“After the Fall exposes a tortured intimacy between a lawyer, Quentin, and his second wife, the beautiful and highly sexual but dumb, corrupt, and drugged-out Maggie, a television star. Maggie is portrayed as the ultimate harridan, demanding that Quentin fulfill demeaning orders, enraged and jealous, and even accusing him of homosexuality. In a terrible scene, the couple fight over a bottle of pills and Quentin is tempted to kill Maggie.
“Miller claimed, disingenuously, not to have imagined that the public would perceive this portrait as a vicious caricature of Marilyn Monroe. But they did, and little but condemnation would come to Miller for After the Fall. Robert Brustein, in a much-quoted review in the New Republic, called the play “a three and one half hour breach of taste, a confessional autobiography of embarrassing explicitness . . . there is a misogynistic strain in the play which the author does not seem to recognize. . . . He has created a shameless piece of tabloid gossip, an act of exhibitionism which makes us all voyeurs, . . . a wretched piece of dramatic writing.” Those who understand the milieu from which Miller sprang will recognize something else in After the Fall: a classic Stalinist hatchet job, turned against a most unlikely target.”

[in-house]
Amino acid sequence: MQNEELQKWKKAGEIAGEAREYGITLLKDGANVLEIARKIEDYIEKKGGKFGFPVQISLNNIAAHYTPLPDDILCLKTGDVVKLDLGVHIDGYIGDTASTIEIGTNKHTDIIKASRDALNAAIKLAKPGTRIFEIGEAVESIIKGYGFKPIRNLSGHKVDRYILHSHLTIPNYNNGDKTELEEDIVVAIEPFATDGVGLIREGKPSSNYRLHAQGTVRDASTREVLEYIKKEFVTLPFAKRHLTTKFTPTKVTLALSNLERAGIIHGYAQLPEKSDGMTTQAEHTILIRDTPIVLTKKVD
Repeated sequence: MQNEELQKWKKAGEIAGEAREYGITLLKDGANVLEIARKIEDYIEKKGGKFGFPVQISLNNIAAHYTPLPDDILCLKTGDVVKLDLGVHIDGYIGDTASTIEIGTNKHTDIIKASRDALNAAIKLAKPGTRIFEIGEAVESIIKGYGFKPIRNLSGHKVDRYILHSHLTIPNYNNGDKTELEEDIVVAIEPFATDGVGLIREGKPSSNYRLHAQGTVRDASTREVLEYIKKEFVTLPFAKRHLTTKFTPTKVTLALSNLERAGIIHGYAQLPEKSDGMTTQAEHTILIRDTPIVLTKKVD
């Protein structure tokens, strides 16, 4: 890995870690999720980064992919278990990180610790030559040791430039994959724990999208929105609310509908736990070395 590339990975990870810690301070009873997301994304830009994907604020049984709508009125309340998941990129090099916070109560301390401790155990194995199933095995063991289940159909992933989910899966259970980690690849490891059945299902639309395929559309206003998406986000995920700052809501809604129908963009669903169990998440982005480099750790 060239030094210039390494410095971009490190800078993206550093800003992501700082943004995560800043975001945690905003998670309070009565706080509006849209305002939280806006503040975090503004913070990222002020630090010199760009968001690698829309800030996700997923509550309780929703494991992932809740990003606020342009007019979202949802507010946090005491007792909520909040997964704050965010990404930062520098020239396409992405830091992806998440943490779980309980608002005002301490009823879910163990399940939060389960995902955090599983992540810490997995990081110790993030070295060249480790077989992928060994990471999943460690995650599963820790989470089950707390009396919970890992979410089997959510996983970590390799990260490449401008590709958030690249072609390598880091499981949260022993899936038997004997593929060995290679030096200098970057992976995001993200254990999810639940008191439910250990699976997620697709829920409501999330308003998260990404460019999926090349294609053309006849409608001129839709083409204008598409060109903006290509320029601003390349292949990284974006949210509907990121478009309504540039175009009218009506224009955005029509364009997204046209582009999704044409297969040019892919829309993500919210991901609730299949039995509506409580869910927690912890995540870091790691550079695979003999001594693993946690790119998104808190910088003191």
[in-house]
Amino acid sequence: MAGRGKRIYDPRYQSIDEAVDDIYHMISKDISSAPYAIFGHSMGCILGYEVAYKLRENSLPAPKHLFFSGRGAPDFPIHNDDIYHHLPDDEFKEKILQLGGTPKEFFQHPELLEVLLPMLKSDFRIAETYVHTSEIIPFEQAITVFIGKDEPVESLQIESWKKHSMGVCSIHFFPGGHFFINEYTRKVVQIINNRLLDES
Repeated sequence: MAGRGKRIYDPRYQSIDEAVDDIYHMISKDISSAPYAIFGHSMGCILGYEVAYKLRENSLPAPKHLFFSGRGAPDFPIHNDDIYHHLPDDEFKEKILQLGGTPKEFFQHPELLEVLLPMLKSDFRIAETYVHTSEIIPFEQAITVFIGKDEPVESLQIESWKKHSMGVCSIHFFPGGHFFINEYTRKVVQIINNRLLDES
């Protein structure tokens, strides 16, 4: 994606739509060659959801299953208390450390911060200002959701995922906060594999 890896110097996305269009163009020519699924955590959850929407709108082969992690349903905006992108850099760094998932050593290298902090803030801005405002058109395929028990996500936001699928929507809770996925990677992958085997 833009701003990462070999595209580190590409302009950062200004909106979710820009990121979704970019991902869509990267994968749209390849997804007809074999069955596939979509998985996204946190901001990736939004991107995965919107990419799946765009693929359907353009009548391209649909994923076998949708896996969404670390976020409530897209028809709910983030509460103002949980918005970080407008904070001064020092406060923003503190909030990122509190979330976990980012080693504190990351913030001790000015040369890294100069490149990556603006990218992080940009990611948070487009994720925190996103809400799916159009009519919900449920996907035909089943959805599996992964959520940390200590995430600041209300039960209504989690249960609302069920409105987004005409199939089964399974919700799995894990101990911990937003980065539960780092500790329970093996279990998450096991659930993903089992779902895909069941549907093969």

In 1965 Miller spoke out against the Vietnam War at the first teach-ins on the subject at the University of Michigan. He was also active in Connecticut local politics and was elected to serve as a delegate to the Democratic National Convention in 1968.
Miller wrote a total of 17 plays over the course of his career. The Price, which was produced on Broadway during the 1967-68 season, was his last major critical and commercial success.
Miller also experienced success as a writer in venues other than the theater. As noted above, for instance, he wrote the screenplay for the 1961 movie The Misfits. Moreover, he wrote essays, short stories, and a 1987 autobiography titled Timebends: A Life. In that book, Miller stated that in his youth, he had “imagined that with the possible exception of a doctor saving a life, writing a worthy play was the most important thing a human being could do.” He also noted that he saw plays as vehicles that could help transform America into a better place by “grabbing people and shaking them by the back of the neck.”